Example 4.48 : Every SLR(l) grammar is unambiguous, but there are many unambiguous grammars that are not SLR(l) . Consider the grammar with pro-ductions



Think of L and R as standing for /-value and r-value, respectively, and * as an operator indicating "contents of."5 The canonical collection of sets of LR(0) items for grammar (4.49) is shown in Fig. 4.39.

Consider the set of items I2.  The first item in this set makes A C T I O N [ 2 , = ] be "shift 6." Since F O L L O W ( J R )  contains = (to see why, consider the derivation S L = R *R - R), the second item sets ACTlON[2, =] to "reduce R -> L." Since there is both a shift and a reduce entry in A C T I O N [ 2 , = ] , state 2 has a shift/reduce conflict on input symbol =.


Grammar (4.49) is not ambiguous. This shift/reduce conflict arises from the fact that the SLR parser construction method is not powerful enough to remember enough left context to decide what action the parser should take on input =, having seen a string reducible to L. The canonical and LALR methods, to be discussed next, will succeed on a larger collection of grammars, including 5 A s in Section 2.8.3, an /-value designates a location and an r-value is a value that can be stored in a location. 

grammar (4.49). Note, however, that there are unambiguous grammars for which every LR parser construction method will produce a parsing action table with parsing action conflicts. Fortunately, such grammars can generally be avoided in programming language applications. •


5. Viable Prefixes


Why can LR(0) automata be used to make shift-reduce decisions? The LR(0) automaton for a grammar characterizes the strings of grammar symbols that can appear on the stack of a shift-reduce parser for the grammar. The stack contents must be a prefix of a right-sentential form. If the stack holds a and the rest of the input is x, then a sequence of reductions will take ax to S. In


Not all prefixes of right-sentential forms can appear on the stack, however, since the parser must not shift past the handle. For example, suppose

Then, at various times during the parse, the stack will hold (, (E, and (E), but it must not hold (E)*, since (E) is a handle, which the parser must reduce to F before shifting *.  


The prefixes of right sentential forms that can appear on the stack of a shift-reduce parser are called viable prefixes. They are defined as follows: a viable prefix is a prefix of a right-sentential form that does not continue past the right end of the rightmost handle of that sentential form. By this definition, it is always possible to add terminal symbols to the end of a viable prefix to obtain a right-sentential form.


We can easily compute the set of valid items for each viable prefix that can appear on the stack of an LR parser.  In fact, it is a central theorem of LR-parsing theory that  the set of valid items for a viable prefix g is exactly the set of items reached from the initial state along the path labeled g in the LR(0) automaton for the grammar. In essence, the set of valid items embodies all the useful information that can be gleaned from the stack. While we shall not prove this theorem here, we shall give an example.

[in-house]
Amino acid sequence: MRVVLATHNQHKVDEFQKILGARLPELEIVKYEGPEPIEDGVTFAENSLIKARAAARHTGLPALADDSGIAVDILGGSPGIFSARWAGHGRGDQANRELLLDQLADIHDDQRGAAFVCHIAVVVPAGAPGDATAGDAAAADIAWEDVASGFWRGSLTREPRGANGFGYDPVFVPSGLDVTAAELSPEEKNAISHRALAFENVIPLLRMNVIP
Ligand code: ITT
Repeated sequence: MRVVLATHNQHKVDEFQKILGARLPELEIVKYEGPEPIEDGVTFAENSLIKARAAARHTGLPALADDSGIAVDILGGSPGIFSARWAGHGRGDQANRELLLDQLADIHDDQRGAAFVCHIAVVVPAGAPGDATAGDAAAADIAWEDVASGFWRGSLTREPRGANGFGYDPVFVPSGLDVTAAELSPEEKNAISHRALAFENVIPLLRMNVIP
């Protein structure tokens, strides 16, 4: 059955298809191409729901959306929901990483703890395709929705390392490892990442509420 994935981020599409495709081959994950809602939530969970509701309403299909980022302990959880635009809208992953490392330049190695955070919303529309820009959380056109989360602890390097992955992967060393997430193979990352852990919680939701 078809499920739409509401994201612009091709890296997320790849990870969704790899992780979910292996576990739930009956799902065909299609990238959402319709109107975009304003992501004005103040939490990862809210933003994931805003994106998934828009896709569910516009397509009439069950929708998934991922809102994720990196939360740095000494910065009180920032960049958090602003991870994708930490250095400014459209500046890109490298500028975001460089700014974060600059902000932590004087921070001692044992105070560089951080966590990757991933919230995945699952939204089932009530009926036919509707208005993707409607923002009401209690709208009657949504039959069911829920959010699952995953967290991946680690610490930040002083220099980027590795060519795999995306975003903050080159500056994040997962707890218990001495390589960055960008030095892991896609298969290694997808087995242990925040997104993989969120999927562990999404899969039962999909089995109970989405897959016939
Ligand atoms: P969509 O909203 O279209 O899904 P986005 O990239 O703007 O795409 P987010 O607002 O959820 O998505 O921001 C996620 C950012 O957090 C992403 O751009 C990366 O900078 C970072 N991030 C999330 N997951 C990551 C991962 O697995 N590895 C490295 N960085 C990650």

6. Exercises for Section 4.6


Exercise 4 . 6 . 1 :  Describe all the viable prefixes for the following grammars:

a)       The grammar S    0 5 1 | 0 1 o f Exercise 4.2.2(a).

b)      The grammar S - > S S + 1 S S * 1 a of Exercise 4.2.1.

c)  The grammar S         S ( S ) | e of Exercise 4.2.2(c).


Exercise 4 . 6 . 2 : Construct the SLR sets of items for the (augmented) grammar of Exercise 4;2.1. Compute the GOTO function for these sets of items. Show the parsing table for this grammar. Is the grammar SLR?

Exercise 4 . 6 . 3 : Show the actions of your parsing table from Exercise 4.6.2 on the input aa * a+.

Exercise 4 . 6 . 4 :  For each of the (augmented) grammars of Exercise 4.2.2(a)-


          Construct the SLR sets of items and their GOTO function.


          Indicate any action conflicts in your sets of items.


          Construct the SLR-parsing table, if one exists.


Exercise 4 . 6 . 5 :  Show that the following grammar:

S       -»      Aa Ab |  B b B a

A       -»•     e

B       ->      e


is LL(1) but not SLR(l) .


Exercise 4 . 6 . 6 :  Show that the following grammar:

S       S A | A

A       -)•      a

is SLR(l) but not LL(1).


Exercise 4 . 6 . 7:  Consider the family of grammars Gn    defined by:

                             5        -»      Ai      bi       for 1 < i < n

                             Ai      ->      aj       Ai  | aj         for 1 < i,j < n and i ^ j

Show that:                                        

a)       Gn     has    2 n 2    -      n productions.     

b)      Gn     has    2n   + n2     + n sets of LR(0)  items.

c)  Gn    is  SLR(l) .

What does this analysis say about how large LR parsers can get?

Exercise 4 . 6 . 8 : We suggested that individual items could be regarded as states of a nondeterministic finite automaton, while sets of valid items are the states of a deterministic finite automaton (see the box on "Items as States of an NFA" in Section 4.6.5). For the grammar S S S + 1 S S * 1 a of Exercise 4.2.1:

a) Draw the transition diagram (NFA) for the valid items of this grammar according to the rule given in the box cited above.

b) Apply the subset construction (Algorithm 3.20) to your NFA from part

(a). How does the resulting DFA compare to the set of LR(0) items for the grammar?

c) Show that in all cases, the subset construction applied to the NFA that comes from the valid items for a grammar produces the LR(0) sets of items.